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Are You Ever Too Young to Write a Will?

By Aditi Mukherji, JD | Last updated on

Are you ever too young to write a will? Young people may feel invincible, but accidents and unexpected events can (and do) happen.

Consider, for example, "Glee" actor Cory Monteith's sudden passing at the age of 31, as reported by Reuters. It's a somber reminder that life is unpredictable and you're never too young to write a will.

Here are a few questions for young people to consider when writing a will:

Minimum Age for Wills?

In most states, you must be 18 or older to write a legally valid will, according to

Deciding at what age you should write a will is a personal decision, but there are certain practical considerations that can help you determine when the time is right.

For example, if your family has a history of mental illness, it might be wise to be proactive during your younger years and plan ahead. Remember, you must be mentally competent when writing a will.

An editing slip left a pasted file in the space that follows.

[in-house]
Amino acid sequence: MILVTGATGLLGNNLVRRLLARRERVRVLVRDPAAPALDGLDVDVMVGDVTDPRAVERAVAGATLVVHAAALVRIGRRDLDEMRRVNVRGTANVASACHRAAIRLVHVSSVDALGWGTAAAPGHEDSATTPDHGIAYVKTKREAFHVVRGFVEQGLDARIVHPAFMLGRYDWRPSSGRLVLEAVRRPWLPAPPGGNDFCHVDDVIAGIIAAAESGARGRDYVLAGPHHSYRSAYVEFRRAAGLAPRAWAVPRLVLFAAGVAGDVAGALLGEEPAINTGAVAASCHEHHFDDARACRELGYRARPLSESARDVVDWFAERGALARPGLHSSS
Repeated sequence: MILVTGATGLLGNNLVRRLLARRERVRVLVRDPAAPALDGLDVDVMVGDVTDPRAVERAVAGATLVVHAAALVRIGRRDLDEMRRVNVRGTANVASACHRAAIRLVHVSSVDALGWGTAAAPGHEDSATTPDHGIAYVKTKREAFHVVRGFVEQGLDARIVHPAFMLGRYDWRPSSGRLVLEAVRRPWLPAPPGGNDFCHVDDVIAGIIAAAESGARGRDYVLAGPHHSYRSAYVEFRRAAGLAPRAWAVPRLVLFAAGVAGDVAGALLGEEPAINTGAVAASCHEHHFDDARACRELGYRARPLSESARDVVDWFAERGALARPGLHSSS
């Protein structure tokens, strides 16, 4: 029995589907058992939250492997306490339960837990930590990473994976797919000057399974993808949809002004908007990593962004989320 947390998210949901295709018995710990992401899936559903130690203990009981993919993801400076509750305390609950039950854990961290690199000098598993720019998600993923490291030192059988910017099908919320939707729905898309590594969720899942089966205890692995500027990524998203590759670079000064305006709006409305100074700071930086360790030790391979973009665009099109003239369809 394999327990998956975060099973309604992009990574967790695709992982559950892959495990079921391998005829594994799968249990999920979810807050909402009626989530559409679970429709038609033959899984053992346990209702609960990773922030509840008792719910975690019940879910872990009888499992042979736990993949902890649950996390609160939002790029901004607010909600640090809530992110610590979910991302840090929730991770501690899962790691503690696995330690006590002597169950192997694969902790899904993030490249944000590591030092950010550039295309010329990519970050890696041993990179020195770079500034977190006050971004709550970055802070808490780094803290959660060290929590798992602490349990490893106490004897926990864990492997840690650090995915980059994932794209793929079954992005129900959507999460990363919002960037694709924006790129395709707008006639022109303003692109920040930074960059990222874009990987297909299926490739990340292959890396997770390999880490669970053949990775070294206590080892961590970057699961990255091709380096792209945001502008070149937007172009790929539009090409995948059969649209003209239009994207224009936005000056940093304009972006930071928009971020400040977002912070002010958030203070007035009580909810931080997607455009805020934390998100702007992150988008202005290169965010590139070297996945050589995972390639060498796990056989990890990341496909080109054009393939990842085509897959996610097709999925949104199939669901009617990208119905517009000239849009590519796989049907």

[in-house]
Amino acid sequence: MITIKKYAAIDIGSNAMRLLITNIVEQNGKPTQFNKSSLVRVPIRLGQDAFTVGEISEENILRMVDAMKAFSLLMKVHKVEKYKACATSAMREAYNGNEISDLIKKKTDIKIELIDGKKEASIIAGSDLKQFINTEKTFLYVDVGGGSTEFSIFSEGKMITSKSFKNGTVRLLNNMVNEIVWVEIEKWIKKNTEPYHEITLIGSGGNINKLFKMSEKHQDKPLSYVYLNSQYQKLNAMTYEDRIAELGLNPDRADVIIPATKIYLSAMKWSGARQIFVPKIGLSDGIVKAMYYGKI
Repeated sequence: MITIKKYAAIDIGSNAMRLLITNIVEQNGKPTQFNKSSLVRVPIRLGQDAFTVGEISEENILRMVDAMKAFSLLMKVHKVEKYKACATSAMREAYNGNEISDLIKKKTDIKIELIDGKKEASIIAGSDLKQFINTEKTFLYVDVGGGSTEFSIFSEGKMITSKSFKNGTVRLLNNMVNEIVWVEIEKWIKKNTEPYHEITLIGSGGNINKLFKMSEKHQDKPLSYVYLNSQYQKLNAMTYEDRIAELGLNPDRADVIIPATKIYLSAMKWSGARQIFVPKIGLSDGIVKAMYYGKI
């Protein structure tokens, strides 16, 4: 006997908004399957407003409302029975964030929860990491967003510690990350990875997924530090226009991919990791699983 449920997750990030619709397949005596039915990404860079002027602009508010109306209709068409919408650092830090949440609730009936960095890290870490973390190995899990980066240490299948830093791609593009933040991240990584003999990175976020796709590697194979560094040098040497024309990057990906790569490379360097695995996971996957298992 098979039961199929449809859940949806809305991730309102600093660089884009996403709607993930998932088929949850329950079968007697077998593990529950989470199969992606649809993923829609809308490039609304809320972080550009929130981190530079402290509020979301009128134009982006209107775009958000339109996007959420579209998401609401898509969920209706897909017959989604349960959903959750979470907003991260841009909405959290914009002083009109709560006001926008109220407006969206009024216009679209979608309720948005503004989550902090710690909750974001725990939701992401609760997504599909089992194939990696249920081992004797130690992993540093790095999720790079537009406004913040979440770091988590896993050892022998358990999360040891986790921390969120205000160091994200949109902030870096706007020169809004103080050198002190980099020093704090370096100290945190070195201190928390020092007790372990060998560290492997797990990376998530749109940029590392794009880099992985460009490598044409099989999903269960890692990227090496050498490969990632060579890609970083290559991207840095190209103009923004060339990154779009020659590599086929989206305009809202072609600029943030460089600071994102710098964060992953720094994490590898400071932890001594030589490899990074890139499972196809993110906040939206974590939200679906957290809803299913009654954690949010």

A will is also useful if you, like Cory Monteith, became financially independent at a young age.

What Are Your Assets?

When you're young, you may not have many assets to leave behind, but you may have some savings, heirlooms, and a car, among other things.

For young people, covering digital assets may be especially important. Your will can include access to photos, blogs, music, movies, video games, PayPal accounts, and other digital aspects of your life.

Who Are Your Beneficiaries?

When an unmarried person without children dies without writing a will, the deceased's assets will typically go to his or her parents.

If there are other people or groups (charities, for example) you'd like to leave assets to, it's best to plan ahead and include them by writing a will. If you die without a will, they won't be covered by intestacy laws.

Be careful about naming pets in your will, however. Pets are legally incapable of owning property.

How to Get Started?

With these tips in mind, how can a young person get started in writing a will? If you like to learn by example, a good way to begin is by checking out sample templates of basic wills. You may also want to consult an experienced estate planning attorney who's familiar with the laws in your state.

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